An example of endemic is a description for an area where HIV/AIDs flourishes.
- native to a particular country, nation, or region: said of plants, animals, and, sometimes, customs, etc.
- constantly present in a particular region: said of a disease that is generally under control
Origin of endemicFrench endémique from endémie, endemic disease from Classical Greek end?mia, a dwelling in from end?mos, native from en-, in + d?mos, the people: see democracy
- an endemic plant or animal
- an endemic disease
- Prevalent in a particular locality, region, or population: endemic diseases of the tropics.
- Native only to a particular locality or region: endemic birds.
- Common in or inherent to an enterprise or situation: “All the difficulties endemic to historical research become more acute in the case of war” ( Constantine Pleshakov )
- An organism that is native only to a particular locality or region.
- A disease that is prevalent in a particular locality, region, or population.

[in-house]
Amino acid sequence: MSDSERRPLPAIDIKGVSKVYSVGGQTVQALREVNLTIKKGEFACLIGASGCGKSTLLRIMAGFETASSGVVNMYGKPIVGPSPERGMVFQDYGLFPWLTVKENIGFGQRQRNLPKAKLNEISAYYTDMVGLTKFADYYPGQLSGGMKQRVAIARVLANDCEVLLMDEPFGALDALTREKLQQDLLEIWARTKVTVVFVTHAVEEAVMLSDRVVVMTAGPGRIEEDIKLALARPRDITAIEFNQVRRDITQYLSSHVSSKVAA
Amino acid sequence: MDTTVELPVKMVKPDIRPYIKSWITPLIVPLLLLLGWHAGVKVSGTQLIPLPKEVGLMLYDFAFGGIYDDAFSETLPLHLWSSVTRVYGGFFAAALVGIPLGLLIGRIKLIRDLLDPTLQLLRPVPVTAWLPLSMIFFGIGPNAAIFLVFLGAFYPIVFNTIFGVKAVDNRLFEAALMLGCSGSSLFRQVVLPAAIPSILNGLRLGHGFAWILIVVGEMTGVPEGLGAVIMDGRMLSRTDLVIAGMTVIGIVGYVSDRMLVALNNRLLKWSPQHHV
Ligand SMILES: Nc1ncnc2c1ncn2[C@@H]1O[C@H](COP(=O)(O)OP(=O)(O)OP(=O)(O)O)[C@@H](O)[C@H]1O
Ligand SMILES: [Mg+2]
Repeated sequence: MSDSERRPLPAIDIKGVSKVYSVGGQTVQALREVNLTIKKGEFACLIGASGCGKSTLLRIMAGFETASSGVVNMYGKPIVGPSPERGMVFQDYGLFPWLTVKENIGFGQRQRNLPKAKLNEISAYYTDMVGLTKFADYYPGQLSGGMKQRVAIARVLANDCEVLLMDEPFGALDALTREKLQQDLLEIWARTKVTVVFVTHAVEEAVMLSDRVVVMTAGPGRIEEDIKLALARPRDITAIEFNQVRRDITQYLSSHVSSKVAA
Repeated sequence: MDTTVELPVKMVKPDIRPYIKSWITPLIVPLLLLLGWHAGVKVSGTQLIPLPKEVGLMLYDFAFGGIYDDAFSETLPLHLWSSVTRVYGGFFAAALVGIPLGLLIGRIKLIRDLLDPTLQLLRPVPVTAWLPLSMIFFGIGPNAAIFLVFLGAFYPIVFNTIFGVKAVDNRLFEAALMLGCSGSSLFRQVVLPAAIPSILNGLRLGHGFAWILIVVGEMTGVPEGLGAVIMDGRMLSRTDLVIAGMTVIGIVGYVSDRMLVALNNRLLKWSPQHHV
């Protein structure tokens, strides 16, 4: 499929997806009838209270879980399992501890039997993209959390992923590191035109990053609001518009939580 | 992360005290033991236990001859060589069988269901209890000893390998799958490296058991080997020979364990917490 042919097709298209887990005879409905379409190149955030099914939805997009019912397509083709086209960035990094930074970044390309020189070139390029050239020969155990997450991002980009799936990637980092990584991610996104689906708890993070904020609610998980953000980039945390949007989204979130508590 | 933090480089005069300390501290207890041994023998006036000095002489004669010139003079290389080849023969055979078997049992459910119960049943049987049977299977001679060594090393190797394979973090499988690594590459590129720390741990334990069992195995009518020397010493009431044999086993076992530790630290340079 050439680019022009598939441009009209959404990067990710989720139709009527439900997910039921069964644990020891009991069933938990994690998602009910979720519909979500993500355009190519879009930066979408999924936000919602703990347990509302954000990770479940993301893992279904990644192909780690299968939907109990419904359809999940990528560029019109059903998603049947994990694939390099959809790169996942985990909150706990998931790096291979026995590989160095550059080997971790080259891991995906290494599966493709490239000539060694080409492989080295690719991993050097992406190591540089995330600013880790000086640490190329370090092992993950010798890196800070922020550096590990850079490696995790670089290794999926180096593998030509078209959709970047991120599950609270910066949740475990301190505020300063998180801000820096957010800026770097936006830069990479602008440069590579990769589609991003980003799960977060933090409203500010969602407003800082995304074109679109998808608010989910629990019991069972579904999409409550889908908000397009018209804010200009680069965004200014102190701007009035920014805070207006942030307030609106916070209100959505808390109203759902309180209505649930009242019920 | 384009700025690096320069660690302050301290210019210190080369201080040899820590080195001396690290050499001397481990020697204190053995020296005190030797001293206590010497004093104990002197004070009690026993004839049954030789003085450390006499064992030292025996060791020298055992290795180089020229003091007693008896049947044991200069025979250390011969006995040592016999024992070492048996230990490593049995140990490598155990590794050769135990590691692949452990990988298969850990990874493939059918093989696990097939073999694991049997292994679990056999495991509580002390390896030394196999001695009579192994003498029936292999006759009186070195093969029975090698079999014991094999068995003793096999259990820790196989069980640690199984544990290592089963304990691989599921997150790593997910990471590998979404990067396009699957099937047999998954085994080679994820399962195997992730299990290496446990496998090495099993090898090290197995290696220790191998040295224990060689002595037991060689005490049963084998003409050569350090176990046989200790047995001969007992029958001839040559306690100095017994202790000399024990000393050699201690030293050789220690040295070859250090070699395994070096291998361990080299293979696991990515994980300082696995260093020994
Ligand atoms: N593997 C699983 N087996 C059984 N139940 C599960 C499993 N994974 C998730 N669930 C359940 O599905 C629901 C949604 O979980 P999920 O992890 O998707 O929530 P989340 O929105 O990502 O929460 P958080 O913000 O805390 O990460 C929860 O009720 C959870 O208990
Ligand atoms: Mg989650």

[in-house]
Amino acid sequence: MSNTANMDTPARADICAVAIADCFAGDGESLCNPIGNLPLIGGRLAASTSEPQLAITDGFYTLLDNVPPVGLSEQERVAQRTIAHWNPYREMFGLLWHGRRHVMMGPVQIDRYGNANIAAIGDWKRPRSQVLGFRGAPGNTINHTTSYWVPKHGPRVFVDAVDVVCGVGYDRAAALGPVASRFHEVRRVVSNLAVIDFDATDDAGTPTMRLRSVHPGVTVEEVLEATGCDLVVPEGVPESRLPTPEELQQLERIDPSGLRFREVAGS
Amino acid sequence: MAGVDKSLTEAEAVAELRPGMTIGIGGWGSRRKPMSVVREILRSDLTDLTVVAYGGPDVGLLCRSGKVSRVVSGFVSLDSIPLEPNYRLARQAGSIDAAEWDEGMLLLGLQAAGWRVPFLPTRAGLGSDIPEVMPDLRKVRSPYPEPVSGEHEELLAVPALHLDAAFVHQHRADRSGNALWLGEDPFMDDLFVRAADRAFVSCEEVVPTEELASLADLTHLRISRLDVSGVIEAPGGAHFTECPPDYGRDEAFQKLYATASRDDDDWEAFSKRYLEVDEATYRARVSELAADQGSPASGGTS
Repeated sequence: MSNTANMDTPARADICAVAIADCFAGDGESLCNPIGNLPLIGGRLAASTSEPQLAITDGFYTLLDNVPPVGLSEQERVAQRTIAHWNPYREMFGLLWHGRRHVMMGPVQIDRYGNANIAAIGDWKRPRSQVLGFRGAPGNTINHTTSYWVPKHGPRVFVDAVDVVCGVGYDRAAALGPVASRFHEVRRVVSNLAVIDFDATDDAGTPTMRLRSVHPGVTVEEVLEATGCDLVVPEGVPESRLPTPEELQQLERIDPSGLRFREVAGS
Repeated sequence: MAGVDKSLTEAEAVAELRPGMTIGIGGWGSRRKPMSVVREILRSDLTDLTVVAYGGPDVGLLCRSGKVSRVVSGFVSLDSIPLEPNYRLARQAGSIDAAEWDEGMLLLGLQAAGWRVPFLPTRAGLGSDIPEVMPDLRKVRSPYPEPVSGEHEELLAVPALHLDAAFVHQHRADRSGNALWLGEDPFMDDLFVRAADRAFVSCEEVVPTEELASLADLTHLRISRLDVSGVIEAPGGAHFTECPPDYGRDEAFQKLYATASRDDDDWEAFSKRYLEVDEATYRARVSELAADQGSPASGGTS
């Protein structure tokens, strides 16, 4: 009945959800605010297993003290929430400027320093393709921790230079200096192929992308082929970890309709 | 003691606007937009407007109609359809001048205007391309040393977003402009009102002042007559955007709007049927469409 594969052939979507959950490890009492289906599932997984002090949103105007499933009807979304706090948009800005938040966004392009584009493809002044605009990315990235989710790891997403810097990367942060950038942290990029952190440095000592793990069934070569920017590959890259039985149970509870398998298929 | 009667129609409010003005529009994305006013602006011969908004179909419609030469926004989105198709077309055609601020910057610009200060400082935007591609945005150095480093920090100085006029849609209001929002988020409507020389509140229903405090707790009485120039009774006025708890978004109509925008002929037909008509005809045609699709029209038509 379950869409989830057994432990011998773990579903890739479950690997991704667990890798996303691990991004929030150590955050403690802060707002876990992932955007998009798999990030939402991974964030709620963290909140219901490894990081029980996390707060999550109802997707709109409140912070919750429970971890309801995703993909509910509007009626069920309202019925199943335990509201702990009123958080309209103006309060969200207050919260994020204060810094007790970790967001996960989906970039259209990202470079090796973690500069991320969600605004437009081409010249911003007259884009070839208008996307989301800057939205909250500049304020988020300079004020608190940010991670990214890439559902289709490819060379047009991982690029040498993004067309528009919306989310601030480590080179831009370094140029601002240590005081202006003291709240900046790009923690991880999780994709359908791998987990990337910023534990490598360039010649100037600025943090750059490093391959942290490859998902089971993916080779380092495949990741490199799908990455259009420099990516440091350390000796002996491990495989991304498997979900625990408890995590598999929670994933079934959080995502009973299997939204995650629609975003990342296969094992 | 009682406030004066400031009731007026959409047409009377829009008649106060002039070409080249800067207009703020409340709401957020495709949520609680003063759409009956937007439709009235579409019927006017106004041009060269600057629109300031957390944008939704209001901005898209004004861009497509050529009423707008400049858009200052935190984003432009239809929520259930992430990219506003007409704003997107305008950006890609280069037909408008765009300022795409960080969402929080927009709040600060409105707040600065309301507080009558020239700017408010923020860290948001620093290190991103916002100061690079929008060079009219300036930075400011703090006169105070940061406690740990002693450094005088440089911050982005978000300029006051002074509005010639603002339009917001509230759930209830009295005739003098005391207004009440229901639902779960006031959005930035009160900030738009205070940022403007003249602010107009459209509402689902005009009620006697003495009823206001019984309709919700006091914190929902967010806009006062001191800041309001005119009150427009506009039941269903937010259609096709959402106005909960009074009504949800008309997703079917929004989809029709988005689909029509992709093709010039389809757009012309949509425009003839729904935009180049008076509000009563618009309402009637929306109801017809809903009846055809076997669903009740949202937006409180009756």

Origin of endemicFrom Greek endēmos native, endemic en- in ; see en- 2. dēmos people ; see dā- in Indo-European roots.
- Native to a particular area or culture; originating where it occurs.
- Kangaroos are endemic to Australia.
- (Especially of plants and animals.) Peculiar to a particular area or region; not found in other places.
- The endemic religion of Easter Island arrived with the Polynesian settlers.
- (Especially of diseases.) Prevalent in a particular area or region.
- Malaria is endemic to the tropics.
An endemic disease is one which is constantly present in a given area, though usually at low levels, whereas an epidemic is widespread and has a high incidence. A sporadic disease occurs now and then at low levels.
- An individual or species that is endemic to a region.
From Ancient Greek ἐν (en, “in”) + δῆμος (dēmos, “people”). Possibly via ἔνδημος (endēmos, “among ones people, at home, native”) and/or French endémique.